Home News Jeremy Corbyn Will Not Represent Labour In Parliament, Says Starmer

Jeremy Corbyn Will Not Represent Labour In Parliament, Says Starmer

Jeremy Corbyn reinstated, but Sir Keir refuses to restore the whip.

Jeremy Corbyn was suspended from Labour on 29th October, over his response to a report by the Equality and Human Rights Commission (EHRC) which found the party had broken the law in its handling of anti-Semitism complaints during Mr Corbyn’s leadership.

The Islington North MP was reinstated as a member of the party on Tuesday after a disciplinary panel agreed to reinstate his membership.

However, Wednesday morning Sir Keir Starmer announced he will not be restoring Mr Corbyn to the parliamentary party, meaning he must sit in Parliament as an independent rather than a Labour MP.

The Labour leader stated: “I’m the leader of the Labour Party, but I’m also the leader of the Parliamentary Labour Party.”

Adding: “Jeremy Corbyn’s actions in response to the EHRC report undermined and set back our work in restoring trust and confidence in the Labour Party’s ability to tackle anti-Semitism.”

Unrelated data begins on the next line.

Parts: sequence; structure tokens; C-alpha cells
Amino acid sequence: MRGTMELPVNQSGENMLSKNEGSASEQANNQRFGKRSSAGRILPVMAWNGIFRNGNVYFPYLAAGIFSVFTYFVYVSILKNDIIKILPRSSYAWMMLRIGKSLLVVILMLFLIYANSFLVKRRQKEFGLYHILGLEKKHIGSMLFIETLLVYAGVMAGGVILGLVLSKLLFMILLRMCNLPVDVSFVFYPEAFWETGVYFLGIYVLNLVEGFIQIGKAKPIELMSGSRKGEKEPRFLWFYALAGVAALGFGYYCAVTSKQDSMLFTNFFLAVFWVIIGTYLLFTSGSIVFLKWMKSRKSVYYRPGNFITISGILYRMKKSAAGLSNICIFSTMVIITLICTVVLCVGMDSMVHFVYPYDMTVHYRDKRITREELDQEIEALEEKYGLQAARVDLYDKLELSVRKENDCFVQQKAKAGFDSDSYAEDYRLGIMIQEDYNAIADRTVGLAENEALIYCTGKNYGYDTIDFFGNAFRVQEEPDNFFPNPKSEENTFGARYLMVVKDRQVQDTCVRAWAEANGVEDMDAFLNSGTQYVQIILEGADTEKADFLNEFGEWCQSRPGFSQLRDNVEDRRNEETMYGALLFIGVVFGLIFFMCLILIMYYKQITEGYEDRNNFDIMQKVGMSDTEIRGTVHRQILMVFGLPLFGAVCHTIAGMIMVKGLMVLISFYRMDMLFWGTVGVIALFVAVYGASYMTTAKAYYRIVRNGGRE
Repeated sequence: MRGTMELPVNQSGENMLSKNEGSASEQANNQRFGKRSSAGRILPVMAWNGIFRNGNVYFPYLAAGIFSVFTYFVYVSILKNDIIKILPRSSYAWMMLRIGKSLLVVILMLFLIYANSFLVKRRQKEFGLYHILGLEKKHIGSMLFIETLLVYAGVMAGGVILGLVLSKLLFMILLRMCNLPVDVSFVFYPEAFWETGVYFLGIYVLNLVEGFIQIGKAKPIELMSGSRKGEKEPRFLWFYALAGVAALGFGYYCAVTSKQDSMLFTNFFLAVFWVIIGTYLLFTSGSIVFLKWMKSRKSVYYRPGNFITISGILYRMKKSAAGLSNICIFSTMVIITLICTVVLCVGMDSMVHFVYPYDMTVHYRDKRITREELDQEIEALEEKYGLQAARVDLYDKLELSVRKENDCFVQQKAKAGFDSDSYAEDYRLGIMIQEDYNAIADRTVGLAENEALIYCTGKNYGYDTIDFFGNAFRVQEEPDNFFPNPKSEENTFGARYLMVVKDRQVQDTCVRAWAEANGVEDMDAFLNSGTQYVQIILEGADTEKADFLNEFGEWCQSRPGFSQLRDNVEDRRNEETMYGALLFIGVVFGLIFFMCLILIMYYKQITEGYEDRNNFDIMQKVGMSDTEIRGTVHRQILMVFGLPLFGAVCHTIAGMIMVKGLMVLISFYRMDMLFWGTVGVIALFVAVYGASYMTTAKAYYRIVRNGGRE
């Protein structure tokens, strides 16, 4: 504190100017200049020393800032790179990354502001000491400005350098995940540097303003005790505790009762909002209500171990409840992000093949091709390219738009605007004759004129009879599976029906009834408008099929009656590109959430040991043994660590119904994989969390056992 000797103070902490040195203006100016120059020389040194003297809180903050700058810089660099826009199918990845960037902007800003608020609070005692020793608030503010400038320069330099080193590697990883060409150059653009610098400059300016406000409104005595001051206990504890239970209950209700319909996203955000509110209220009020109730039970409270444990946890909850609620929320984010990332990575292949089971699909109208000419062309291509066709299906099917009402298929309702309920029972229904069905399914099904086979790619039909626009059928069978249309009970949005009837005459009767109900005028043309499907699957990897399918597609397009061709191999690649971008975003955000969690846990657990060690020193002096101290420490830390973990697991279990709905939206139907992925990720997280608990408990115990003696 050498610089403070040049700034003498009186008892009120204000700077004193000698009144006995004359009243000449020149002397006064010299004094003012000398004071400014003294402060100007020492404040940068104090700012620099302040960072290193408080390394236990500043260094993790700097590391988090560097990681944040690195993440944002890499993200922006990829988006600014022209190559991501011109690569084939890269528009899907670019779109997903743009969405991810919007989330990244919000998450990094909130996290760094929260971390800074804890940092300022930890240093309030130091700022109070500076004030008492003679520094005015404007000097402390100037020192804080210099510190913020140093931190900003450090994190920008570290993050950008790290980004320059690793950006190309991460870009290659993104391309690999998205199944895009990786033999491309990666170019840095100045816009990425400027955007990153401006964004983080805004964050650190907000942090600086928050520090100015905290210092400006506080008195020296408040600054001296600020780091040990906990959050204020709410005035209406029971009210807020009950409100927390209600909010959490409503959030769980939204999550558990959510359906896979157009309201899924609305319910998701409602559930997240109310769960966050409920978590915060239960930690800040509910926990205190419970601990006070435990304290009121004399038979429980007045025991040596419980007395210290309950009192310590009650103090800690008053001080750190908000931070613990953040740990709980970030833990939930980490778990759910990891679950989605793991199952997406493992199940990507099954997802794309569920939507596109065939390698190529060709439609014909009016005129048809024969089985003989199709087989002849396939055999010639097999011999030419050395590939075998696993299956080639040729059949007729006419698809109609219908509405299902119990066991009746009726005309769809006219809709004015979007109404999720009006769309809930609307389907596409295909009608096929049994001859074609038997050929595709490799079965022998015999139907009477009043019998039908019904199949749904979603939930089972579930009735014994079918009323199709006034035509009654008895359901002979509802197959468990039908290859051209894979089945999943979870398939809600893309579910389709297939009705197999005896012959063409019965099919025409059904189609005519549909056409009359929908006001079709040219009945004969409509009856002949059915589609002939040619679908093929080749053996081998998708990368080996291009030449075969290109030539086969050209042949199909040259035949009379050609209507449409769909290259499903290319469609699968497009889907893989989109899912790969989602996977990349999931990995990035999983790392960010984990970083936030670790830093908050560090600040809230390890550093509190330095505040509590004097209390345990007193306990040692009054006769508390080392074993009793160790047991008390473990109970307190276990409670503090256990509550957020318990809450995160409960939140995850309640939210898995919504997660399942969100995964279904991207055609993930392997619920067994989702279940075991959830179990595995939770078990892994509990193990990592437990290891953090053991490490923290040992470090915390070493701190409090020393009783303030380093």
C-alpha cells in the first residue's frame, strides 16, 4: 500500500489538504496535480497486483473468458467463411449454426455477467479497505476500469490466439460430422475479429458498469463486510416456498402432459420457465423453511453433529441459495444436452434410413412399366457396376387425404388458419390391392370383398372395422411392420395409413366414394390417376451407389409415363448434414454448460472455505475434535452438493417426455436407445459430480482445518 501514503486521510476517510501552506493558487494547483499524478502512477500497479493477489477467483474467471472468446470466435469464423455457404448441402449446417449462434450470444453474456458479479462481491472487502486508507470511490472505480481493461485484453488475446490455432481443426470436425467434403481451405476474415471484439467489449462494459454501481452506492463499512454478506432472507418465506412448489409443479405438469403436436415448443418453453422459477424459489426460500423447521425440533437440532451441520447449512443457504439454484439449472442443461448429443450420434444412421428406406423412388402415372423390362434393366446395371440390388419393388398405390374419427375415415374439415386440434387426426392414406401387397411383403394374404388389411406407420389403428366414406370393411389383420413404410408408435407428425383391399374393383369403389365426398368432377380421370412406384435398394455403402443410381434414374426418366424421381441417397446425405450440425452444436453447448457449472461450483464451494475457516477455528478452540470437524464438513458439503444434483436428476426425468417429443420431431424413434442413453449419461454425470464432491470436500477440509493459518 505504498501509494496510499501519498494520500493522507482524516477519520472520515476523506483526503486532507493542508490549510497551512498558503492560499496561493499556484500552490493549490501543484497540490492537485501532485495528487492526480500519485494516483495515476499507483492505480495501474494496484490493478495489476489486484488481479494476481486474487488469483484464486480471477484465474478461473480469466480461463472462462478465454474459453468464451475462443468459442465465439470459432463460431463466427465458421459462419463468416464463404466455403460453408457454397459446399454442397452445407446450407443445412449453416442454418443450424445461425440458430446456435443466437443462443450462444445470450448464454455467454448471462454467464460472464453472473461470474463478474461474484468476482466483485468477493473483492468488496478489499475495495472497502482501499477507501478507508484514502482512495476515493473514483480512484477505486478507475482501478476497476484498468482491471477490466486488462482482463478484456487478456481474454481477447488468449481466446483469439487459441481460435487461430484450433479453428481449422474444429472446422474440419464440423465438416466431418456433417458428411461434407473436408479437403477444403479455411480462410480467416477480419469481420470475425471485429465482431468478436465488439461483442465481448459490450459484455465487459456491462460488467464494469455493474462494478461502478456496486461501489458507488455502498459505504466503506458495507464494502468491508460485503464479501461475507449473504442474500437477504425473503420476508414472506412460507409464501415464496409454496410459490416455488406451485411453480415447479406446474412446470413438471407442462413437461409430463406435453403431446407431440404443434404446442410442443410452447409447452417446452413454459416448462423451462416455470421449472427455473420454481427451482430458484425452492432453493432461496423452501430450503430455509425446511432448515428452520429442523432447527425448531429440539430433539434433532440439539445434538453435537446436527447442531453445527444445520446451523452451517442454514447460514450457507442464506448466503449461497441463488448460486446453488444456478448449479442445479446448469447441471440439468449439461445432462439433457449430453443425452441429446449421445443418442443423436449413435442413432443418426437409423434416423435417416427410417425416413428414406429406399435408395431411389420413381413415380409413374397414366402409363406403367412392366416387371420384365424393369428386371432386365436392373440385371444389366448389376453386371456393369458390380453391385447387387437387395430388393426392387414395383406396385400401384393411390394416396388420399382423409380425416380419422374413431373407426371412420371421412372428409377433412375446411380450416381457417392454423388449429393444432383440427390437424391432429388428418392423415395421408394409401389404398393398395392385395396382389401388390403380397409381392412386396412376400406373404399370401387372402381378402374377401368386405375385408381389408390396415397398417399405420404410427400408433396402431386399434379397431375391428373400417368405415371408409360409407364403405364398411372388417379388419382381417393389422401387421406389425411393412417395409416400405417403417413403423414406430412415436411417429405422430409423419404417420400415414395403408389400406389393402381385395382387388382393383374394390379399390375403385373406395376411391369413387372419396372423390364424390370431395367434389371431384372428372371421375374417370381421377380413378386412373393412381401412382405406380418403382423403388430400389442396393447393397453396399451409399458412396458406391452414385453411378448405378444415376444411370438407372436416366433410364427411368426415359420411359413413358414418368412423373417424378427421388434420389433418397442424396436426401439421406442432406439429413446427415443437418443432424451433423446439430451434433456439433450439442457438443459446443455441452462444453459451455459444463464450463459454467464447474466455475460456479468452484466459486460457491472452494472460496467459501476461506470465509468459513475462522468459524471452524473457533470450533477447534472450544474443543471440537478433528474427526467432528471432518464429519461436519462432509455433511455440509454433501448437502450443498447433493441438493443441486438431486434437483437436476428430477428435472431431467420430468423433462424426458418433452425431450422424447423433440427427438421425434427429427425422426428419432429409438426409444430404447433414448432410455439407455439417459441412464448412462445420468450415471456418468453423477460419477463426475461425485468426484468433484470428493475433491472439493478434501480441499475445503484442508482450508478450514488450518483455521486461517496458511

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Starmer’s decision has been welcomed by the Board of Deputies of British Jews president, Marie van der Zyl, who said Sir Keir had “taken the appropriate leadership decision”, adding Mr Corbyn had been “shameless and remorseless for what he has put the Jewish community through”.

Whilst many Labour MP’s have shown support, 28 and 4 peers have signed a statement calling for a “swift reversal”.

Dianne Abbott and John McDonnell have criticised the decision as Ms Abbott said withholding the whip “raises serious questions of due process.” Whilst Mr McDonnell described it as “just plain wrong” and would cause “more division and disunity in the party.”

Owen Jones was also angered by Sir Keir’s decision not to restore Mr Corbyn’s whip, Tweeting;


According to a YouGov Poll amongst Labour voters, opinion is much more divided. Some 38% support Starmer, but 32% think he made the wrong decision, the poll suggests. The poll also suggests 63% of people view the Labour party as divided.

Having the whip taken away is considered a serious punishment by a party. Sir Keir Starmer has advised he “will keep this situation under review.”